Both the withdrawl of the Harrier and the Nimrod, are, I believe incredbly short sighted.
As many have said - Harrier, a unique and iconic weapons platform, which could not be more suited to the kind of warzones we are currently engaged in: a small adaptable and capable weapons platform that can operate from a small clearing anywhere in the battle field.
It was only in recent years that the MOD consolidated it's Harrier force (named Joint Force Harrier) out of RAF Wittering (and I believe Cottesmore) The RN's Sea Harrier Force was axed and replaced with a joint GR9 platform that had only been upgraded recently.
The Nimrod is also a similar tale, with the MR4 Project, being delayed and costs escalating. However, in seeing the project through, we would have had a fantastic, soley British aircraft. In the Nimrod's case also, I believe the crash in Afghanistan has been used as an excuse. Take Concord for example, following it's crash in Paris (which in itself was no fault of the aircraft) it was deemed unsafe, despite having an exemplary safety record in comparison to most, if not all other passenger carrying aircraft.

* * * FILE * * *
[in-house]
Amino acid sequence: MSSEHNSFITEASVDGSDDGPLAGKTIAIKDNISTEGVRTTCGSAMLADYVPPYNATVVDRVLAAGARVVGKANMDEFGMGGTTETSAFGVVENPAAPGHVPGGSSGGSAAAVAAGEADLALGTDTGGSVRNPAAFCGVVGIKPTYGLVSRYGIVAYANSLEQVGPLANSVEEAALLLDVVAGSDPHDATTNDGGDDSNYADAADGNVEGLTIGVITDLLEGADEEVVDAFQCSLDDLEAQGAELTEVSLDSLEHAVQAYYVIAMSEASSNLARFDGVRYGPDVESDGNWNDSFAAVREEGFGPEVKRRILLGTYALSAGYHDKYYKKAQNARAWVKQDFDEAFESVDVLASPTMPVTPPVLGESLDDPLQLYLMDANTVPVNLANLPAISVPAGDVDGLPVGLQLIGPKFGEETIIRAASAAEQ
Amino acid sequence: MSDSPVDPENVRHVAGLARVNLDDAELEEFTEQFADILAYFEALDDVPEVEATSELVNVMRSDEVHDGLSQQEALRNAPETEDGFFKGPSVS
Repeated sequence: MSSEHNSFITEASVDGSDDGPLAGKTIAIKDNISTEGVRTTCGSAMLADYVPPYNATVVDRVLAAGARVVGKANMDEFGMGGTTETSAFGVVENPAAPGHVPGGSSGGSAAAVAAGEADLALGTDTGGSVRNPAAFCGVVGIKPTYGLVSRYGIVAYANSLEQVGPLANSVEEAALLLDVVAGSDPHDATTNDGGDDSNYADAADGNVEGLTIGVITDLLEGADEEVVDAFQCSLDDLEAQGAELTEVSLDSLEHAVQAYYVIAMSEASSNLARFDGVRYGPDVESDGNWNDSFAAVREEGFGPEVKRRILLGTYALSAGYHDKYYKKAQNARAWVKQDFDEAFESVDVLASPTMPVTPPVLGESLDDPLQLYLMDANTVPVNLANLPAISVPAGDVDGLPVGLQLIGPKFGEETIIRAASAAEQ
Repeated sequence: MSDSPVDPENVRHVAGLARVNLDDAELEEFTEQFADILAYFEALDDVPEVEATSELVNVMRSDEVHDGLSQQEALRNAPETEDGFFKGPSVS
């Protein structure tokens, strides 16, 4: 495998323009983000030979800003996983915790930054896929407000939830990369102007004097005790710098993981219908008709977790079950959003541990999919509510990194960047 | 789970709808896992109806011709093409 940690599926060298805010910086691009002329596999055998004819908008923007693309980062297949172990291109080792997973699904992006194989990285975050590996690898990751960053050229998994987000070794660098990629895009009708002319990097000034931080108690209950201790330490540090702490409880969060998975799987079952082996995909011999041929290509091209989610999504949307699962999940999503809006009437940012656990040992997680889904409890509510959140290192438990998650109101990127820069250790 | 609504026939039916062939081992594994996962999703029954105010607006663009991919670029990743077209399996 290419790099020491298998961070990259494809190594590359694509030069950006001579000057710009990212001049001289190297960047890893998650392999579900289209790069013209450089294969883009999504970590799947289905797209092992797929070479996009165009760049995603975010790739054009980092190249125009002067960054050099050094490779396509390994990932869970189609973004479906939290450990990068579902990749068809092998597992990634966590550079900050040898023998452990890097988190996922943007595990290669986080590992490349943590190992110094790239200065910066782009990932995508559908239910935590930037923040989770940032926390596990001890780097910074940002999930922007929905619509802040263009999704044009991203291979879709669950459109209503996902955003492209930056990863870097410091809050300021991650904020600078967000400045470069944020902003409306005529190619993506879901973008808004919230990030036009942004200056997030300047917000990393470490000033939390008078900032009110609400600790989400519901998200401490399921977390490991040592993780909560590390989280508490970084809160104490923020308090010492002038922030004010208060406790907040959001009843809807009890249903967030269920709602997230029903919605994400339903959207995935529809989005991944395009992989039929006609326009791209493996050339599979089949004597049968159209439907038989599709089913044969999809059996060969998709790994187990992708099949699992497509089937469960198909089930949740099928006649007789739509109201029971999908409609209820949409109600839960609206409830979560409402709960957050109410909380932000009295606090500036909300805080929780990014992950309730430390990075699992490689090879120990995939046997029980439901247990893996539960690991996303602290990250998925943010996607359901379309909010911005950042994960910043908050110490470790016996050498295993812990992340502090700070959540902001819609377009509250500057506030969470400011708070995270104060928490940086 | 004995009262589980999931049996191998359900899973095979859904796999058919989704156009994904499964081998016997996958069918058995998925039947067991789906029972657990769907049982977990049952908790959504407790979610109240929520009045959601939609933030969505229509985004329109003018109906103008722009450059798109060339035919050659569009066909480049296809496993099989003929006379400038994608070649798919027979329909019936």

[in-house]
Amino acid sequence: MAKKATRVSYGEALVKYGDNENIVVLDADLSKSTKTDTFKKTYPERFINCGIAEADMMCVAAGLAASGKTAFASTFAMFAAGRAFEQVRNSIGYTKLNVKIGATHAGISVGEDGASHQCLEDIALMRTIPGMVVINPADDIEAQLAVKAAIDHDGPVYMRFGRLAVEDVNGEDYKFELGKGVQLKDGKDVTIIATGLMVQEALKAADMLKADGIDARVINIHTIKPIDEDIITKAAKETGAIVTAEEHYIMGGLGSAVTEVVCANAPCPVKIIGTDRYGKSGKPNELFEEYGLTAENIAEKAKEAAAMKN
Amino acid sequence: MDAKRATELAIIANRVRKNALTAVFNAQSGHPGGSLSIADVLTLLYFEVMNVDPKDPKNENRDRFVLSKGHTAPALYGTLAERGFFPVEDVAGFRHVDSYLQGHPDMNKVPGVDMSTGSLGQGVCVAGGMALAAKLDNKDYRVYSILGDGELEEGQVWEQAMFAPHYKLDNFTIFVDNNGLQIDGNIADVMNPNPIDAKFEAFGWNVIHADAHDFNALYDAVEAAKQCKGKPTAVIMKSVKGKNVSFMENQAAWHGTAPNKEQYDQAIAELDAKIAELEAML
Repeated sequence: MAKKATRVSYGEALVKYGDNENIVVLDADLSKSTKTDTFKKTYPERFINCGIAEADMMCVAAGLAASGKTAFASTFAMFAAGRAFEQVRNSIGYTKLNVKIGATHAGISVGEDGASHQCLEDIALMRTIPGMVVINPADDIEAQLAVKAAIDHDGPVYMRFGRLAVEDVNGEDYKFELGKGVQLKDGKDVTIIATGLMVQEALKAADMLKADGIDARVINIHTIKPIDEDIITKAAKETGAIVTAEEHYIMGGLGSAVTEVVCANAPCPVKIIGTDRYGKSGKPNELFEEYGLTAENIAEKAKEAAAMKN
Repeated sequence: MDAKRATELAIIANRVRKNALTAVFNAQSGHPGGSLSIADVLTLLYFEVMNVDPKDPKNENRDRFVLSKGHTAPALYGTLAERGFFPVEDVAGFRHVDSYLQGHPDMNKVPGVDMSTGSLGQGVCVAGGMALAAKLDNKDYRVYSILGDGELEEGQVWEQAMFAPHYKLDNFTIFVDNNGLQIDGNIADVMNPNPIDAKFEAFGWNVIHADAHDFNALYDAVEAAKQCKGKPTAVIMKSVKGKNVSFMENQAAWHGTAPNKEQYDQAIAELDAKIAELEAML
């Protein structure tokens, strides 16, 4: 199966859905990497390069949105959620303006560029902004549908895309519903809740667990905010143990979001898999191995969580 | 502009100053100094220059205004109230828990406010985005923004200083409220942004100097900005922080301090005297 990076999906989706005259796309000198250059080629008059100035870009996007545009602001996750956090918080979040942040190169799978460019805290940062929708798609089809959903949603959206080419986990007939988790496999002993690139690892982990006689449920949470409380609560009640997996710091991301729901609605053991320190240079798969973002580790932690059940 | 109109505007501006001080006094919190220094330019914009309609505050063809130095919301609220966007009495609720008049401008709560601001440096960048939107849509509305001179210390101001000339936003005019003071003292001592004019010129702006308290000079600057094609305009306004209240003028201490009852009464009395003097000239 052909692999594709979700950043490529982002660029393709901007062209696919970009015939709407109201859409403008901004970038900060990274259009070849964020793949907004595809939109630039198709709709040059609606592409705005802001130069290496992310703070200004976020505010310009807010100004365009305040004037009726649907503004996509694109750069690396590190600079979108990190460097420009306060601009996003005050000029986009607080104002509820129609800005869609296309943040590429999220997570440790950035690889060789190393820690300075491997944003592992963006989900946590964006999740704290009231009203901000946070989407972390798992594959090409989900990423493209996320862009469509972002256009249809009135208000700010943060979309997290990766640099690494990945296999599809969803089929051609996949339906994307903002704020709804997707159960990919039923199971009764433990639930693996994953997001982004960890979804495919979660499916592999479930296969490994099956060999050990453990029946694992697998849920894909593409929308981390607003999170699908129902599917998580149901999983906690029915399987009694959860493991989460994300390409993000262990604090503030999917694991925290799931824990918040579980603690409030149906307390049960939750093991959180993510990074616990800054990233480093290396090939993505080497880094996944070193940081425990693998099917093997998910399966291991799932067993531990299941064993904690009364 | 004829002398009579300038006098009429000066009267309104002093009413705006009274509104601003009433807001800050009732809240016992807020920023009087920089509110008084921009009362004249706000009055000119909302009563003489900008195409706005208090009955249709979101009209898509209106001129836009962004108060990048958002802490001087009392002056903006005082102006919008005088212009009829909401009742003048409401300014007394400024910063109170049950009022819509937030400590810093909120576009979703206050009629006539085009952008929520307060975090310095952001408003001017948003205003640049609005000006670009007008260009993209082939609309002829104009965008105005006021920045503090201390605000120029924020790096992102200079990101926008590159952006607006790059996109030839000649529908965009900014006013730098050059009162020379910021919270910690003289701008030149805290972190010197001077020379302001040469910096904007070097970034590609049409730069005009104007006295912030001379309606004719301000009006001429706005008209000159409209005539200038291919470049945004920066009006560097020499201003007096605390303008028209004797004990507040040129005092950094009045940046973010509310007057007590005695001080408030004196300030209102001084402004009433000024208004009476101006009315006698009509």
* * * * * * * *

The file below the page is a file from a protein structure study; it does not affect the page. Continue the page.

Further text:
Spend millions on development - then cancel the project, seems to be the British rule. TSR 2 in the 60's was also another prime example, which, should the aircraft had entered service, put us decades ahead (which is one reason why the US put presure on us cancelling it (that and a tasty order of F111's they wanted the Austrailians to buy instead!)) An account from the Chief Test Pilot Roland (Roley) Beaumont, stated that a TSR2 on 1 afterburner, was out performing an EE Lightning with 2 lit up.
All in all a very sad move which we will live to regret, and another nail in the coffin of Great Britishness. I hate to say it, but if possible, I may see if I can stay in Bavaria once I am out there this time next year.